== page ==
Most Community College Students Won’t Earn BA
According to a new study by the Century Foundation, 81.4 percent of students who enroll in community college plan to earn a four year degree, but only around 11.6 percent actually are able to complete that goal. Budget cuts, understaffed and overworked advising offices, a lack of financial aid, and the reality that many community colleges spend much less on each student than elite universities are generally some of the contributing factors that are causing many students to fail in completing their education. Most students are not receiving the resources necessary in order to achieve their goals. According to the report, "Our higher education system, like the larger society, is growing more and more unequal."
Brian C. Mitchell, CEO of Edvance Foundation, said that many of the issues are related to the understaffed advising offices that are available at community colleges. "You may know how to get to your local community college, but when you get there, you have very good but overworked community college counselors," Mitchell said. The report provided by the Century Foundation was based on data from the National Center for Education Statistics, and shows that community college students' backgrounds have become more diverse racially and economically. Yet for some of the highly ranked and private four year universities or elite schools, the number of Hispanic and Black students increased from 11 to 12 percent of the schools' population from the period of 1994 to 2006.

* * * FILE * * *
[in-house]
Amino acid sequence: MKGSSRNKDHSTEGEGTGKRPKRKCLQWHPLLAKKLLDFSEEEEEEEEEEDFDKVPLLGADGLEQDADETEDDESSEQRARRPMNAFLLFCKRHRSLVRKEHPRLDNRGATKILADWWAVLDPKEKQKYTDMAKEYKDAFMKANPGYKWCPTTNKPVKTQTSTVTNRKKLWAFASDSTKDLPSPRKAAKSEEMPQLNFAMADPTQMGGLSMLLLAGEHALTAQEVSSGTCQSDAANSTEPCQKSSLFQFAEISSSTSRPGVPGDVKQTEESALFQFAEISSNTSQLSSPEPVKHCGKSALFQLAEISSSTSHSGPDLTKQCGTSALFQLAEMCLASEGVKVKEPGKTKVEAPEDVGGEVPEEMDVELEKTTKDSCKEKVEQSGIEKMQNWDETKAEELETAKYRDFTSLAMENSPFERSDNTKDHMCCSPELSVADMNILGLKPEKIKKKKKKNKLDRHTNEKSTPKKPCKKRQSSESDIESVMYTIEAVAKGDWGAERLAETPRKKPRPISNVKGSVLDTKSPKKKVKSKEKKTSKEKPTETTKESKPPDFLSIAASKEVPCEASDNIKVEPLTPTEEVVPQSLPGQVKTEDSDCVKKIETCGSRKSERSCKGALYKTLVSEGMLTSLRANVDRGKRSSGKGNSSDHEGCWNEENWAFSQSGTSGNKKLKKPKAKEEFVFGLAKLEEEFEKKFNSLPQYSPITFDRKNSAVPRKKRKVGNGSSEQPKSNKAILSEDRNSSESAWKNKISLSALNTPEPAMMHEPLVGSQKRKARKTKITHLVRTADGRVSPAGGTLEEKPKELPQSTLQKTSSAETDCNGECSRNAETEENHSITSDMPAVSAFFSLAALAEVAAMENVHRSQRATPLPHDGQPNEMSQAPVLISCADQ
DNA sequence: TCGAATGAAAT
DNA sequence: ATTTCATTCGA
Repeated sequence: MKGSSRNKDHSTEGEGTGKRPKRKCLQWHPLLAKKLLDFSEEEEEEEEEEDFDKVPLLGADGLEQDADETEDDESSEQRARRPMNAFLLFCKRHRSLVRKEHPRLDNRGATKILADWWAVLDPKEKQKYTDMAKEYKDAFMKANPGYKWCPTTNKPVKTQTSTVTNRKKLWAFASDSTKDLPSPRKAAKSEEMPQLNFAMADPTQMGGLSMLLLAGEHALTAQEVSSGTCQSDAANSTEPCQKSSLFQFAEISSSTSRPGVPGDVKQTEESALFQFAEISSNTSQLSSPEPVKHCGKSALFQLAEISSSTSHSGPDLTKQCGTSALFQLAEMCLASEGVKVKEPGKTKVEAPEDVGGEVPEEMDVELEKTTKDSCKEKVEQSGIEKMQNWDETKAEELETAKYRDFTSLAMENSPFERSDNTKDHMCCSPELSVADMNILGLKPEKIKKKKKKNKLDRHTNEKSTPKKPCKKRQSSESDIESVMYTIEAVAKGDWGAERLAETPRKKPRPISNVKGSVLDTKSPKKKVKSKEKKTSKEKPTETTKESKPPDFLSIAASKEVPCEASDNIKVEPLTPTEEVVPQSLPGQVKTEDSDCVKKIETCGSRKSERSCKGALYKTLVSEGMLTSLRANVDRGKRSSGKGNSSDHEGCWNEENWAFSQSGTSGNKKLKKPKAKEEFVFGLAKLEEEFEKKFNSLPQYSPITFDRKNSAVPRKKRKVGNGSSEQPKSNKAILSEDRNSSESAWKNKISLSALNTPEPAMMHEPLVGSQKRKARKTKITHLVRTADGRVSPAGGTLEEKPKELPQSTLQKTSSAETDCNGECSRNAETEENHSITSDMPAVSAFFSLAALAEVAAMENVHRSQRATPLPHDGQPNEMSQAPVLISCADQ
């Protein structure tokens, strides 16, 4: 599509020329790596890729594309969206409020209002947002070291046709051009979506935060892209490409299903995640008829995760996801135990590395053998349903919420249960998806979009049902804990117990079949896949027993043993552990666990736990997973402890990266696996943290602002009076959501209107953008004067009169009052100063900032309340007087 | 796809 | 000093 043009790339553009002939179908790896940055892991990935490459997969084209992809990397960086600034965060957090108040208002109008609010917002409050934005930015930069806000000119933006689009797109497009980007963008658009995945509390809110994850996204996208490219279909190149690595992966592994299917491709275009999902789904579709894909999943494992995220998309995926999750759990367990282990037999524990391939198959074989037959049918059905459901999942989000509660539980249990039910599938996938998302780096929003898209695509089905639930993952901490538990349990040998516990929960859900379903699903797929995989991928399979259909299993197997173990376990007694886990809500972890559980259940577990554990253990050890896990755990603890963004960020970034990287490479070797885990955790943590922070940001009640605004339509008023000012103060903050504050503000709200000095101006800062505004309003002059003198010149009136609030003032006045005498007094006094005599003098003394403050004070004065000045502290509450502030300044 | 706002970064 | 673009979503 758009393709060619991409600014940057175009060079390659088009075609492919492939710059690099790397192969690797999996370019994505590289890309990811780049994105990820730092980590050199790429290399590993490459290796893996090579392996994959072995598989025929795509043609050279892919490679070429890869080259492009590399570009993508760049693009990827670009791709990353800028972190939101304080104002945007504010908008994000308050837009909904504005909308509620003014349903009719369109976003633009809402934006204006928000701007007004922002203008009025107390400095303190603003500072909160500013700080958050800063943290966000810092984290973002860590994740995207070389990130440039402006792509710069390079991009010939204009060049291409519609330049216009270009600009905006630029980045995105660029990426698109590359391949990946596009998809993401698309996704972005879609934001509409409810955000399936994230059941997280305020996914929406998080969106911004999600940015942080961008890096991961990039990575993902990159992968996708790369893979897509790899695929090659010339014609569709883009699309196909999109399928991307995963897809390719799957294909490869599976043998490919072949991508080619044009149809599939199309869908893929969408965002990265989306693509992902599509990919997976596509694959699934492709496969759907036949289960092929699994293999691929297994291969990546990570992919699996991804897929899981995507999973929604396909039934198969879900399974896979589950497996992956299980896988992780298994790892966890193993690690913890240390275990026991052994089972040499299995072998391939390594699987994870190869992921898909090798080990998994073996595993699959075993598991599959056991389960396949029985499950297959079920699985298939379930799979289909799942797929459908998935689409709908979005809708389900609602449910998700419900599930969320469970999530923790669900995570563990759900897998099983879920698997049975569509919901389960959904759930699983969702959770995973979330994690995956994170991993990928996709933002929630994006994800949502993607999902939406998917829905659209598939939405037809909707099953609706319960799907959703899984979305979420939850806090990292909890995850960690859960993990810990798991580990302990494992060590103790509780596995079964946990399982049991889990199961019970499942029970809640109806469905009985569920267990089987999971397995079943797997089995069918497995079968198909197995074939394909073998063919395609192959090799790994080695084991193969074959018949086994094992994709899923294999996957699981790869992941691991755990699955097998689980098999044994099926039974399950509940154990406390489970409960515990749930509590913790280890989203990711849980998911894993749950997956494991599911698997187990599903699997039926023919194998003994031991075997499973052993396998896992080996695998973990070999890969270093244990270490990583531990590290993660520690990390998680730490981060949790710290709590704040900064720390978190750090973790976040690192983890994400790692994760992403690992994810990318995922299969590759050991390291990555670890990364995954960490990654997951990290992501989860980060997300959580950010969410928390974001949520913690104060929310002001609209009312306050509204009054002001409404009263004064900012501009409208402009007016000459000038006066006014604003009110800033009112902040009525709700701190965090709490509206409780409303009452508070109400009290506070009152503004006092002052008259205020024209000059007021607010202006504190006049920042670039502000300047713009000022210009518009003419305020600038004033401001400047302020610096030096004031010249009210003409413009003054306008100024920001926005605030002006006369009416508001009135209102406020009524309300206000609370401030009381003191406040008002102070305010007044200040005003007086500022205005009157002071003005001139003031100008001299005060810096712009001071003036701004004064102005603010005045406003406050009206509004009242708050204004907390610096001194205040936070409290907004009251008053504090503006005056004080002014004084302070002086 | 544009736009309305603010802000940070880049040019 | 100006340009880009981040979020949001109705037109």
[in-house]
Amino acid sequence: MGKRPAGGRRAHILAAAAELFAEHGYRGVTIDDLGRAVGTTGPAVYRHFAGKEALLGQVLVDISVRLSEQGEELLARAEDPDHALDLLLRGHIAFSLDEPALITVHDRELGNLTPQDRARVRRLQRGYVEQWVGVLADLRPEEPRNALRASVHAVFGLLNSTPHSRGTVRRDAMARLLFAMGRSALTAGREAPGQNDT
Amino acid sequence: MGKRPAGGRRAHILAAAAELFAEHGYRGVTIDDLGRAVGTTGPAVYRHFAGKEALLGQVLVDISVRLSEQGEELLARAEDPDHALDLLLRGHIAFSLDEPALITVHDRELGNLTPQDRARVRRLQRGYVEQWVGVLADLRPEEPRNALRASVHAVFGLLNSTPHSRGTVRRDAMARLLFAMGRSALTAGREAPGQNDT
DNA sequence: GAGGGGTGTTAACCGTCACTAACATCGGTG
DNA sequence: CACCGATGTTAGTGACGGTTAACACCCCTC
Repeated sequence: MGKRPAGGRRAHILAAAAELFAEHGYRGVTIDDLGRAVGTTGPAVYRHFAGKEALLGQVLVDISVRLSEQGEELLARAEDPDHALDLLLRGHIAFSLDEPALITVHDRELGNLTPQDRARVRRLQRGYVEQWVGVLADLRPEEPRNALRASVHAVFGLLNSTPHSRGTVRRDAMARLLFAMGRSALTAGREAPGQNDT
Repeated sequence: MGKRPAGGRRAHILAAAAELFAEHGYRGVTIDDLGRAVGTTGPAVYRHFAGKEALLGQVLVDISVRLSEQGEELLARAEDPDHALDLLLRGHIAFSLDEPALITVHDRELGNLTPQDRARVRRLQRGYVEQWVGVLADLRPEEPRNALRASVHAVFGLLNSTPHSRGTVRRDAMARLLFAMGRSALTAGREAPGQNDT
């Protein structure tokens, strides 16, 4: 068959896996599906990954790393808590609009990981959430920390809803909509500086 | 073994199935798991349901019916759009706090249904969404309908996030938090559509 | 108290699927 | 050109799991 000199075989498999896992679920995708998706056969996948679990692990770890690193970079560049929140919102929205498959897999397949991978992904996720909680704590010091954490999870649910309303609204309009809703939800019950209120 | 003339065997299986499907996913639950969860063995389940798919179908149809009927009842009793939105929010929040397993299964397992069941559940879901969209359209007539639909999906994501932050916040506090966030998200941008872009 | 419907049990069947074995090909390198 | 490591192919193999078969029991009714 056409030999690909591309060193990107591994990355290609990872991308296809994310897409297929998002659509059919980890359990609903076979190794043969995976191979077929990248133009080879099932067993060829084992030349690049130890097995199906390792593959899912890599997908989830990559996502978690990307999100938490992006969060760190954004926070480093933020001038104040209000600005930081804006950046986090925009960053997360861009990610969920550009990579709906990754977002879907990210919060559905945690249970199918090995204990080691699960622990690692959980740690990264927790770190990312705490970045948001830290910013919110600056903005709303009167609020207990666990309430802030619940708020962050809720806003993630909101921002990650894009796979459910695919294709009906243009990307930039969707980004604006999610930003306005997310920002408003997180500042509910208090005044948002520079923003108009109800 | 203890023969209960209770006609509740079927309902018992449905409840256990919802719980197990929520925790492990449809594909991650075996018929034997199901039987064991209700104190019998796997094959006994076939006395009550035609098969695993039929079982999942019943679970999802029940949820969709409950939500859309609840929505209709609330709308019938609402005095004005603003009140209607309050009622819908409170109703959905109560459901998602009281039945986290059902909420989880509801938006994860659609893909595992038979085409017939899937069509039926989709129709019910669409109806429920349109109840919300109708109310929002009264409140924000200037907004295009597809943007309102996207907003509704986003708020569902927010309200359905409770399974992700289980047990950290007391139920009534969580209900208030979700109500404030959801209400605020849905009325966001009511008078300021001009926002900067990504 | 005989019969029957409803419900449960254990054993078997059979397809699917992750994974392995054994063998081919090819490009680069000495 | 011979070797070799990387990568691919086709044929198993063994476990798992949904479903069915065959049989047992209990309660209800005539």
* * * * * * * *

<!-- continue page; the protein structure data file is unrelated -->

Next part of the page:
There is also a large difference between spending at universities and spending at two-year colleges. In 2009, community colleges spent around $12,957 per pupil, in comparison to the $36,190 spent per student at public research universities and $66,744 at private research institutions based on information provided from the Delta Cost Project. The money that was spent on students at four year universities grew from the period of 1999 to 2009, but at community colleges, it was only increased by a dollar. The growth in spending per student at public research universities was 4000 times greater than at two year schools.
The Century report claims that the disparity is worrisome. "We need radical innovations that redesign institutions and provide necessary funding tied to performance." According to Mitchell, it's more than a matter of knowing which classes students should take. There are financial aid challenges that are also needing to be met. Community college students are more likely to be the first in their families to be able to even attend college. "If you're not used to the mechanisms of a four year college or university financing structure, how do you navigate it?" he asks. Many of the individuals who likely would have gone to a community college in recent years have ended up at some of the more popular for-profit schools, which spend a large amount of money on student recruitment. A recent report from the Treasury Department shows a correlation between the state budget cuts to community colleges and the growth in for-profit college enrollment.
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